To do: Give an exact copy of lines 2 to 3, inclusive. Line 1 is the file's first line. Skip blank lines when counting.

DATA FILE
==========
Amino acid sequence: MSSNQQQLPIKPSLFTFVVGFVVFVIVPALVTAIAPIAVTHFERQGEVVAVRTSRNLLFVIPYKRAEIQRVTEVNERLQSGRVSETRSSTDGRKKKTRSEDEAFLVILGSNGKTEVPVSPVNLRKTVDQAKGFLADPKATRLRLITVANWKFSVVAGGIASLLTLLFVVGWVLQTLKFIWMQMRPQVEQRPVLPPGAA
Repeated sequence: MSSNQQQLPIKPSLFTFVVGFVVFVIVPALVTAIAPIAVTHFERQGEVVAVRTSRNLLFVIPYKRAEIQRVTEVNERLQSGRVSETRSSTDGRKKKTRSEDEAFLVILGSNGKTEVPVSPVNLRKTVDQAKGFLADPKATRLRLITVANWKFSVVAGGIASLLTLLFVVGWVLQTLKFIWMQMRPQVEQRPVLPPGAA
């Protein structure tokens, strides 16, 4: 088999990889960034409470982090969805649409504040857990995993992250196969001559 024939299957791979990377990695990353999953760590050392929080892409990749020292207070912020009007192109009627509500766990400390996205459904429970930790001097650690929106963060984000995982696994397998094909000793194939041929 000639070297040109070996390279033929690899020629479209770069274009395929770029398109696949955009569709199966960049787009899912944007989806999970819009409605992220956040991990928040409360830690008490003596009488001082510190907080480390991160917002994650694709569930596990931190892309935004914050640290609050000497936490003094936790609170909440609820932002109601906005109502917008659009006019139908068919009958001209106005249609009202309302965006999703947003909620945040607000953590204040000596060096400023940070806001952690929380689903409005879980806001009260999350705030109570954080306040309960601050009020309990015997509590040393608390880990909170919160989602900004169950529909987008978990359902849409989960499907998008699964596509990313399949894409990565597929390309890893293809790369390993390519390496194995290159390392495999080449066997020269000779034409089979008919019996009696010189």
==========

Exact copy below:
Repeated sequence: MSSNQQQLPIKPSLFTFVVGFVVFVIVPALVTAIAPIAVTHFERQGEVVAVRTSRNLLFVIPYKRAEIQRVTEVNERLQSGRVSETRSSTDGRKKKTRSEDEAFLVILGSNGKTEVPVSPVNLRKTVDQAKGFLADPKATRLRLITVANWKFSVVAGGIASLLTLLFVVGWVLQTLKFIWMQMRPQVEQRPVLPPGAA
């Protein structure tokens, strides 16, 4: 088999990889960034409470982090969805649409504040857990995993992250196969001559 024939299957791979990377990695990353999953760590050392929080892409990749020292207070912020009007192109009627509500766990400390996205459904429970930790001097650690929106963060984000995982696994397998094909000793194939041929 000639070297040109070996390279033929690899020629479209770069274009395929770029398109696949955009569709199966960049787009899912944007989806999970819009409605992220956040991990928040409360830690008490003596009488001082510190907080480390991160917002994650694709569930596990931190892309935004914050640290609050000497936490003094936790609170909440609820932002109601906005109502917008659009006019139908068919009958001209106005249609009202309302965006999703947003909620945040607000953590204040000596060096400023940070806001952690929380689903409005879980806001009260999350705030109570954080306040309960601050009020309990015997509590040393608390880990909170919160989602900004169950529909987008978990359902849409989960499907998008699964596509990313399949894409990565597929390309890893293809790369390993390519390496194995290159390392495999080449066997020269000779034409089979008919019996009696010189």